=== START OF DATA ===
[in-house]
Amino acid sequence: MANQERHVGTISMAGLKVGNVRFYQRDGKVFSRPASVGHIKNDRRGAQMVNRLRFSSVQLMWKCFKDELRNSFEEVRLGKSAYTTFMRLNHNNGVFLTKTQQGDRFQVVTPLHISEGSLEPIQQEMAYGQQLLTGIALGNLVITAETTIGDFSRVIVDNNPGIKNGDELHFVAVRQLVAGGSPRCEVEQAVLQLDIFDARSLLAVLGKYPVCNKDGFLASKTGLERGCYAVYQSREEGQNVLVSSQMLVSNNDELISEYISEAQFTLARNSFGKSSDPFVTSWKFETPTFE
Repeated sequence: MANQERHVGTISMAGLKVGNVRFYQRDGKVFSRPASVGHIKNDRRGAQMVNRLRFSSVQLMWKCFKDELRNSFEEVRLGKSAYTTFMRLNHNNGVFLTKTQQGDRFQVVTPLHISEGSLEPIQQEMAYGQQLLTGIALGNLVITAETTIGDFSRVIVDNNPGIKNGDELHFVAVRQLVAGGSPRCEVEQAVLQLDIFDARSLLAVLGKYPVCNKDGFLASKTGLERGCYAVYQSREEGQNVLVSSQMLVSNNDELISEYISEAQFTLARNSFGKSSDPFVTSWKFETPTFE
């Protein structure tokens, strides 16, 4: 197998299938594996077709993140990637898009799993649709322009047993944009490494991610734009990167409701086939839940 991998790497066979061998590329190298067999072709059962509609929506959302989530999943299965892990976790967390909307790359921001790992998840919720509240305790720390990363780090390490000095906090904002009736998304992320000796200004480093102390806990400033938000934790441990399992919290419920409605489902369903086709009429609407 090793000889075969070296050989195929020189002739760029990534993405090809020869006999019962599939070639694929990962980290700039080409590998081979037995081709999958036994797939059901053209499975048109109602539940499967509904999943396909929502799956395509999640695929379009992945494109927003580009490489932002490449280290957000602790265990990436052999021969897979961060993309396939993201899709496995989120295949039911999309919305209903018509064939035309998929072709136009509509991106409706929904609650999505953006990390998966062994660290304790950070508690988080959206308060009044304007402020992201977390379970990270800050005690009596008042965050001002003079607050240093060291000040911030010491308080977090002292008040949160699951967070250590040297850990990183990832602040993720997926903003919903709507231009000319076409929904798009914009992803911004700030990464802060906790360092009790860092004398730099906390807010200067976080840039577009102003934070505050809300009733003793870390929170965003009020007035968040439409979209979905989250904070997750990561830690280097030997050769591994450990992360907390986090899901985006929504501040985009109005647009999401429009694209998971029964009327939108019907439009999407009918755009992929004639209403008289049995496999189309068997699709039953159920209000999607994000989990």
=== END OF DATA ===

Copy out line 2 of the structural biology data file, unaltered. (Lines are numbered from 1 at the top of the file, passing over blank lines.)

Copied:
Amino acid sequence: MANQERHVGTISMAGLKVGNVRFYQRDGKVFSRPASVGHIKNDRRGAQMVNRLRFSSVQLMWKCFKDELRNSFEEVRLGKSAYTTFMRLNHNNGVFLTKTQQGDRFQVVTPLHISEGSLEPIQQEMAYGQQLLTGIALGNLVITAETTIGDFSRVIVDNNPGIKNGDELHFVAVRQLVAGGSPRCEVEQAVLQLDIFDARSLLAVLGKYPVCNKDGFLASKTGLERGCYAVYQSREEGQNVLVSSQMLVSNNDELISEYISEAQFTLARNSFGKSSDPFVTSWKFETPTFE